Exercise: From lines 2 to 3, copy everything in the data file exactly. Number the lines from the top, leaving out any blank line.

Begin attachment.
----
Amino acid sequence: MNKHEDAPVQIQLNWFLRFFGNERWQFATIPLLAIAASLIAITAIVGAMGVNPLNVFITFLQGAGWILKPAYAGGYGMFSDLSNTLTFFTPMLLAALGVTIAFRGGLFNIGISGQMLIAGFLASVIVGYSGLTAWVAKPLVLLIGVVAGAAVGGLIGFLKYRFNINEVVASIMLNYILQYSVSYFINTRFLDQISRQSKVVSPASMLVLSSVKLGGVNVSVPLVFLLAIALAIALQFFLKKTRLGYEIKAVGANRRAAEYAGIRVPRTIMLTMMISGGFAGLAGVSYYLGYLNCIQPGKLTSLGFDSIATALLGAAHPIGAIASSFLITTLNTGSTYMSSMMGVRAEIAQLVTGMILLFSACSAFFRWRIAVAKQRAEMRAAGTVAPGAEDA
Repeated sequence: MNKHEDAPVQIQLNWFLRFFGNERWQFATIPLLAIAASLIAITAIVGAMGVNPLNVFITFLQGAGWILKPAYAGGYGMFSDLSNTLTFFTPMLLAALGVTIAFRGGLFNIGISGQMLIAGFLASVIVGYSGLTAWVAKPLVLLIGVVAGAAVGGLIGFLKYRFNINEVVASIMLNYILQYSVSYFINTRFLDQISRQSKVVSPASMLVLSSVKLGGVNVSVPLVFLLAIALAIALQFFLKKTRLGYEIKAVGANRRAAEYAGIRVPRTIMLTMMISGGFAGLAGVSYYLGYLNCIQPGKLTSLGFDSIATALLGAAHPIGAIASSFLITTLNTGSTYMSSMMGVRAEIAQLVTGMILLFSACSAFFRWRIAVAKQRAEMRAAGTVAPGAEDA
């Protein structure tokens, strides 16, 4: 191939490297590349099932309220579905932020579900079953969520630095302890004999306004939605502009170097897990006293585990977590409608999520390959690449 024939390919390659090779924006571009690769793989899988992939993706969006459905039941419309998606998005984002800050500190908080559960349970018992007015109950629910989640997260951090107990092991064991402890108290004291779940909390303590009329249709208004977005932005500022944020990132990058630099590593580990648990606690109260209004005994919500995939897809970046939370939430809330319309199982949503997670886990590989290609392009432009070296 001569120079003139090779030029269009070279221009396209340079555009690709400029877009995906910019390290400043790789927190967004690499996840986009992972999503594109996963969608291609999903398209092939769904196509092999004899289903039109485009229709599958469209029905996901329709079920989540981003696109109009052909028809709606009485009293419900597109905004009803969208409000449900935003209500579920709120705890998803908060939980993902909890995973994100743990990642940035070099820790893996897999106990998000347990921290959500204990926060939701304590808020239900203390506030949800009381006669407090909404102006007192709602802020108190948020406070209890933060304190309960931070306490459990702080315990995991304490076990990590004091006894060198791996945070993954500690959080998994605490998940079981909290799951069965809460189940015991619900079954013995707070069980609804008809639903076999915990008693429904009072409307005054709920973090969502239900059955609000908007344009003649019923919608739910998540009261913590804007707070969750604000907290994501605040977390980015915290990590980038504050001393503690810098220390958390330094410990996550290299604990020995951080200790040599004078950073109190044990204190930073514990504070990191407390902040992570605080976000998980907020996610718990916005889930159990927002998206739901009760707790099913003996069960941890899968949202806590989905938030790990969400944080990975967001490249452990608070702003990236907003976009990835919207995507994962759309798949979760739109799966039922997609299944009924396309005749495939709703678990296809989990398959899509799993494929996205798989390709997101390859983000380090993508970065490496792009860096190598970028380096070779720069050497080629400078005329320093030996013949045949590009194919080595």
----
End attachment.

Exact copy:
Repeated sequence: MNKHEDAPVQIQLNWFLRFFGNERWQFATIPLLAIAASLIAITAIVGAMGVNPLNVFITFLQGAGWILKPAYAGGYGMFSDLSNTLTFFTPMLLAALGVTIAFRGGLFNIGISGQMLIAGFLASVIVGYSGLTAWVAKPLVLLIGVVAGAAVGGLIGFLKYRFNINEVVASIMLNYILQYSVSYFINTRFLDQISRQSKVVSPASMLVLSSVKLGGVNVSVPLVFLLAIALAIALQFFLKKTRLGYEIKAVGANRRAAEYAGIRVPRTIMLTMMISGGFAGLAGVSYYLGYLNCIQPGKLTSLGFDSIATALLGAAHPIGAIASSFLITTLNTGSTYMSSMMGVRAEIAQLVTGMILLFSACSAFFRWRIAVAKQRAEMRAAGTVAPGAEDA
């Protein structure tokens, strides 16, 4: 191939490297590349099932309220579905932020579900079953969520630095302890004999306004939605502009170097897990006293585990977590409608999520390959690449 024939390919390659090779924006571009690769793989899988992939993706969006459905039941419309998606998005984002800050500190908080559960349970018992007015109950629910989640997260951090107990092991064991402890108290004291779940909390303590009329249709208004977005932005500022944020990132990058630099590593580990648990606690109260209004005994919500995939897809970046939370939430809330319309199982949503997670886990590989290609392009432009070296 001569120079003139090779030029269009070279221009396209340079555009690709400029877009995906910019390290400043790789927190967004690499996840986009992972999503594109996963969608291609999903398209092939769904196509092999004899289903039109485009229709599958469209029905996901329709079920989540981003696109109009052909028809709606009485009293419900597109905004009803969208409000449900935003209500579920709120705890998803908060939980993902909890995973994100743990990642940035070099820790893996897999106990998000347990921290959500204990926060939701304590808020239900203390506030949800009381006669407090909404102006007192709602802020108190948020406070209890933060304190309960931070306490459990702080315990995991304490076990990590004091006894060198791996945070993954500690959080998994605490998940079981909290799951069965809460189940015991619900079954013995707070069980609804008809639903076999915990008693429904009072409307005054709920973090969502239900059955609000908007344009003649019923919608739910998540009261913590804007707070969750604000907290994501605040977390980015915290990590980038504050001393503690810098220390958390330094410990996550290299604990020995951080200790040599004078950073109190044990204190930073514990504070990191407390902040992570605080976000998980907020996610718990916005889930159990927002998206739901009760707790099913003996069960941890899968949202806590989905938030790990969400944080990975967001490249452990608070702003990236907003976009990835919207995507994962759309798949979760739109799966039922997609299944009924396309005749495939709703678990296809989990398959899509799993494929996205798989390709997101390859983000380090993508970065490496792009860096190598970028380096070779720069050497080629400078005329320093030996013949045949590009194919080595």